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Reviewed July 2011

What is the official name of the MUT gene?

The official name of this gene is “methylmalonyl-CoA mutase.”

MUT is the gene's official symbol. The MUT gene is also known by other names, listed below.

Read more about gene names and symbols on the About page.

What is the normal function of the MUT gene?

The MUT gene provides instructions for making an enzyme called methylmalonyl CoA mutase. This enzyme is active in mitochondria, which are specialized structures inside cells that serve as energy-producing centers.

Methylmalonyl CoA mutase is responsible for a particular step in the breakdown of several protein building blocks (amino acids), specifically isoleucine, methionine, threonine, and valine. The enzyme also helps break down certain types of fats (lipids) and cholesterol. First, several chemical reactions convert the amino acids, lipids, or cholesterol to a molecule called methylmalonyl CoA. Then, working with a compound called adenosylcobalamin (AdoCbl), which is a form of vitamin B12, methylmalonyl CoA mutase converts methylmalonyl CoA to a compound called succinyl-CoA. Other enzymes break down succinyl-CoA into molecules that are later used for energy.

How are changes in the MUT gene related to health conditions?

methylmalonic acidemia - caused by mutations in the MUT gene

More than 200 mutations in the MUT gene have been identified in people with methylmalonic acidemia, a condition characterized by feeding difficulties, developmental delay, and long-term health problems. These genetic changes prevent the production of functional methylmalonyl CoA mutase or reduce the activity of the enzyme. As a result, certain proteins and lipids are not broken down properly. This defect allows methylmalonyl CoA and other toxic compounds to build up in the body's organs and tissues, causing the signs and symptoms of methylmalonic acidemia.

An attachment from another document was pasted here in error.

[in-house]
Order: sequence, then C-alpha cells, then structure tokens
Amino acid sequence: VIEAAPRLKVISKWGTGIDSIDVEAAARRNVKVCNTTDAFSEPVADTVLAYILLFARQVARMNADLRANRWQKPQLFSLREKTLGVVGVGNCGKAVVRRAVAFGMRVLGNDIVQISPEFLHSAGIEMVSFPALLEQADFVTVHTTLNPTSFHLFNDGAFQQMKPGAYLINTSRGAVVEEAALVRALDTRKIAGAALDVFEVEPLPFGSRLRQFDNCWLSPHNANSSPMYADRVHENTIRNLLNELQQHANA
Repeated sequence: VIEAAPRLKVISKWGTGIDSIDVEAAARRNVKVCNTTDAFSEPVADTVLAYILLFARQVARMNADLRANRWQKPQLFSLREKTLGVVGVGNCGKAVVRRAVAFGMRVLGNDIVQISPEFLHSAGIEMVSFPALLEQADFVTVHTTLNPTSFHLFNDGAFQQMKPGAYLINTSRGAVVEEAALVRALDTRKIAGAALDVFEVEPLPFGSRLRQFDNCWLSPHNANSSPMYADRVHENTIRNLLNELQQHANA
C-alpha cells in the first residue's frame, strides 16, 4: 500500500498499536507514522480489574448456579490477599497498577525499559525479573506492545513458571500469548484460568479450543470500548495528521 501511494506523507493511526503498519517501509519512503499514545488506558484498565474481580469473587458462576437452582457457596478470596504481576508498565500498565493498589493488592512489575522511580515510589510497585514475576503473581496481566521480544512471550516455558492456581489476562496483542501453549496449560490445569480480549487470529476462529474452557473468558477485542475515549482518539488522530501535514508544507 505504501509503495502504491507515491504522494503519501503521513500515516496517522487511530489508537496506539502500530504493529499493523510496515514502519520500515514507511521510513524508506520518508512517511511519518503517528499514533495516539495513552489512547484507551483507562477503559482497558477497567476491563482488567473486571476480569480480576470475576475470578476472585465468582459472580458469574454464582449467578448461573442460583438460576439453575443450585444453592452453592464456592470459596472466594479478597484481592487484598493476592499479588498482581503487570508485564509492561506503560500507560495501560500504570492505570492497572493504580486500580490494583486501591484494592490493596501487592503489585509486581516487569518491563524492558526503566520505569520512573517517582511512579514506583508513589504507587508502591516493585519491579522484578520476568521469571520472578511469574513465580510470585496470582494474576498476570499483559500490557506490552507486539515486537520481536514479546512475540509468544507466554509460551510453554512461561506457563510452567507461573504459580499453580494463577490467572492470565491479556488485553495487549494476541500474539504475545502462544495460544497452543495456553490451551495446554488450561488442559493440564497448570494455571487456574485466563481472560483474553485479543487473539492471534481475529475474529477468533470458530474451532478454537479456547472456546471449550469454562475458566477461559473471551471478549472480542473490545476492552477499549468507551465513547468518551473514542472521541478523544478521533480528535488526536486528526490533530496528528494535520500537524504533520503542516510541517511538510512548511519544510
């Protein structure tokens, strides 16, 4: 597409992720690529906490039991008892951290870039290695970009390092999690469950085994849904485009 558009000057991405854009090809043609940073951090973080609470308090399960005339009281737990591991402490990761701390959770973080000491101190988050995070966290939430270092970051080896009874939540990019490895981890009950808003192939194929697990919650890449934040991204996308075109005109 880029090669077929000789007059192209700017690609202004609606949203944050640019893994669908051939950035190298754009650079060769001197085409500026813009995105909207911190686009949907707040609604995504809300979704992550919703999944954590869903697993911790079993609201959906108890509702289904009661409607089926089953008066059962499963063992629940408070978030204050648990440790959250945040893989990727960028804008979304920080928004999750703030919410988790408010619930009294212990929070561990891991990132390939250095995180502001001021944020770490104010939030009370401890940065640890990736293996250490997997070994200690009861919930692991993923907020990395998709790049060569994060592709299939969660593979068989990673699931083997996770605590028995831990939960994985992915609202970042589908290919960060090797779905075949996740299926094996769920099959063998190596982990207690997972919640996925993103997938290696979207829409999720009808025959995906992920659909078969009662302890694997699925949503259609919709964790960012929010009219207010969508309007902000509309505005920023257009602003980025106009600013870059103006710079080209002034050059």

Mutations that prevent the production of any functional methylmalonyl CoA mutase lead to a form of methylmalonic acidemia designated mut0. Mut0 is the most severe form of this disorder and has the poorest outcome. Mutations that alter the structure of the enzyme but do not completely eliminate its activity lead to a form of the condition designated mut-. The mut- form is typically less severe, with more variable symptoms than the mut0 form.

Where is the MUT gene located?

Cytogenetic Location: 6p12.3

Molecular Location on chromosome 6: base pairs 49,430,360 to 49,463,328

(Homo sapiens Annotation Release 107, GRCh38.p2) (NCBIThis link leads to a site outside Genetics Home Reference.)

The MUT gene is located on the short (p) arm of chromosome 6 at position 12.3.

The MUT gene is located on the short (p) arm of chromosome 6 at position 12.3.

More precisely, the MUT gene is located from base pair 49,430,360 to base pair 49,463,328 on chromosome 6.

See How do geneticists indicate the location of a gene? in the Handbook.

Where can I find additional information about MUT?

You and your healthcare professional may find the following resources about MUT helpful.

You may also be interested in these resources, which are designed for genetics professionals and researchers.

What other names do people use for the MUT gene or gene products?

  • MCM
  • methylalonyl-CoA mutase
  • methylamlony-CoA isomerase
  • methylmalonyl CoA mutase
  • methylmalonyl Coenzyme A mutase
  • methylmalonyl Coenzyme A mutase precursor

Where can I find general information about genes?

The Handbook provides basic information about genetics in clear language.

These links provide additional genetics resources that may be useful.

What glossary definitions help with understanding MUT?

acids ; breakdown ; cholesterol ; CoA ; coenzyme A ; compound ; developmental delay ; enzyme ; gene ; isoleucine ; methionine ; mitochondria ; molecule ; precursor ; protein ; threonine ; toxic ; valine ; vitamin B12

You may find definitions for these and many other terms in the Genetics Home Reference Glossary.

See also Understanding Medical Terminology.

References (9 links)


The resources on this site should not be used as a substitute for professional medical care or advice. Users seeking information about a personal genetic disease, syndrome, or condition should consult with a qualified healthcare professional. See How can I find a genetics professional in my area? in the Handbook.

Reviewed: July 2011
Published: February 8, 2016